A friend recently sent me a link to a feature article listing the top 10 “flying cars”. As I read through the list, I was struck by the extent to which most of these (and the majority of the entries in this list were only designs or “proof of concept” experiments) represent not flying cars, but next generation airborne vehicles.
It got me thinking about what really constitutes a “flying car?” I’ve written before about how we love to imagine a future in which we all have airborne vehicles like George Jetson. About how companies such as Uber and Google are touting vertical take-off and landing (VTOL) aircraft as the way forward.
Is that a flying car? Well, in the world of the Jetsons, it’s just a car. Thank about it – if there are no roads, then it might be reasonable to think of your personal transportation vehicle (which happens to move through the air) as your car.
But that’s not the world we live in. Not for the for foreseeable future anyway… And yes, I think it would be great to see the emergence of personal air vehicles which avoid roads all together. But, for that to be a reality, we need infrastructure. Just as the proliferation of the automobile required a system of roads and highways, bridges and tunnels, traffic signals and tollbooths, deploying those personal air vehicles will take an analogous infrastructure for air traffic control (albeit a behind-the-scenes one of computing systems, satellites and radio signals). And a lot of policies, procedures and regulations will have to change for that to come about.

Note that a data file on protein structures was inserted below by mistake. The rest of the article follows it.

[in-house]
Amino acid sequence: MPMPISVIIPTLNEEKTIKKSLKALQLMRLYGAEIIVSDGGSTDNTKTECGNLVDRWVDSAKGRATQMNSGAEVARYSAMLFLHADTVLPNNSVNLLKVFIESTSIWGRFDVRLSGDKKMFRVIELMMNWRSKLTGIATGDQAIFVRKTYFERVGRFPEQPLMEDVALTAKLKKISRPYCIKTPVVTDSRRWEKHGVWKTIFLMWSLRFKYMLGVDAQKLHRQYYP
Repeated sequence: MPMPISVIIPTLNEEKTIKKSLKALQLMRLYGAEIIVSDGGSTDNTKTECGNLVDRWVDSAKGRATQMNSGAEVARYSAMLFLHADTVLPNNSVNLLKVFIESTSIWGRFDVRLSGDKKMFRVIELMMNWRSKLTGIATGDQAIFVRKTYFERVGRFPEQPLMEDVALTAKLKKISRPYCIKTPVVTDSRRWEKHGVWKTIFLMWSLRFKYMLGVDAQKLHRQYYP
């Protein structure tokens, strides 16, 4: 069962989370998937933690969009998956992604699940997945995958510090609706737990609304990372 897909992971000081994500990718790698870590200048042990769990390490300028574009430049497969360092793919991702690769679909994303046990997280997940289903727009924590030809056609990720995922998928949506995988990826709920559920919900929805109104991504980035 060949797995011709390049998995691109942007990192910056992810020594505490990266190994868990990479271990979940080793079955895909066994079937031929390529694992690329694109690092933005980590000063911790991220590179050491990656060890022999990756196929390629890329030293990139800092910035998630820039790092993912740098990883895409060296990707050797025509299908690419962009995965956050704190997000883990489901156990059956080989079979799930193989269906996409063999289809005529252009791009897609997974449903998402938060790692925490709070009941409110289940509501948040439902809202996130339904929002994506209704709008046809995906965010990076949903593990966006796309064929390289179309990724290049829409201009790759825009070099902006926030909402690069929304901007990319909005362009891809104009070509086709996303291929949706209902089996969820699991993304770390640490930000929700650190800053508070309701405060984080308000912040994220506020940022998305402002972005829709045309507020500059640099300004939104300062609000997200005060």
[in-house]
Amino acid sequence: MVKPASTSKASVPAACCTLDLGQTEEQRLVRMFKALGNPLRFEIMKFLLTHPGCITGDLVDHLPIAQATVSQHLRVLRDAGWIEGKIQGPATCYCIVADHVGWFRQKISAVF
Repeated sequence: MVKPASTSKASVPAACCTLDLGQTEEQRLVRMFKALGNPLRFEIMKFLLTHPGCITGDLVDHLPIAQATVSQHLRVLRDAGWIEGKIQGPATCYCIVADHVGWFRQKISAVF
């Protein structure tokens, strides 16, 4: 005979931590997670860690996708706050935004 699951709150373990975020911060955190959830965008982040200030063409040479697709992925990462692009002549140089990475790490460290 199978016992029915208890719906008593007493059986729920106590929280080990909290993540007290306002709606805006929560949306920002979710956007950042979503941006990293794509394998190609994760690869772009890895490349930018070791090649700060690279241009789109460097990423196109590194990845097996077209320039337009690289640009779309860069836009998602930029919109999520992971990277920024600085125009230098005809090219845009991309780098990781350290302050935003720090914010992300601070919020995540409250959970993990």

Meanwhile, today we have the currently separated realms of driving and flying. Aircraft and cars. So what does that make a multi-mode vehicle such as the Samson Switchblade? Well, there have been some attempts to graft driving capabilities onto aircraft. These tend to get called “roadable aircraft.” When you hear that you certainly don’t think of something which drives as well as it it flies. And I have recently heard someone talk about a “driving airplane” as opposed to a flying car. But I think at the end of the day the Switchblade represents a true flying car – equally at home on the road and in the air.
And when I hear “flying car,” I envision something a pilot can operate in the air, and a driver can operate on the road. Something that fits right in to the infrastructure we have today – roads and airports.
Those other things, which are still the stuff of the future… Let’s just say that they are not so much flying cars as they are a replacement for cars as we know them today. The car of the future.
Don’t get me wrong, we need the dreamers who are looking decades ahead. Me, I’m dreaming less of a far future than I am of this decade. Thinking ahead months to when the Switchblade takes flight, and then a bit further to when I’ll be flying and driving my own Switchblade…
— Peter Dessart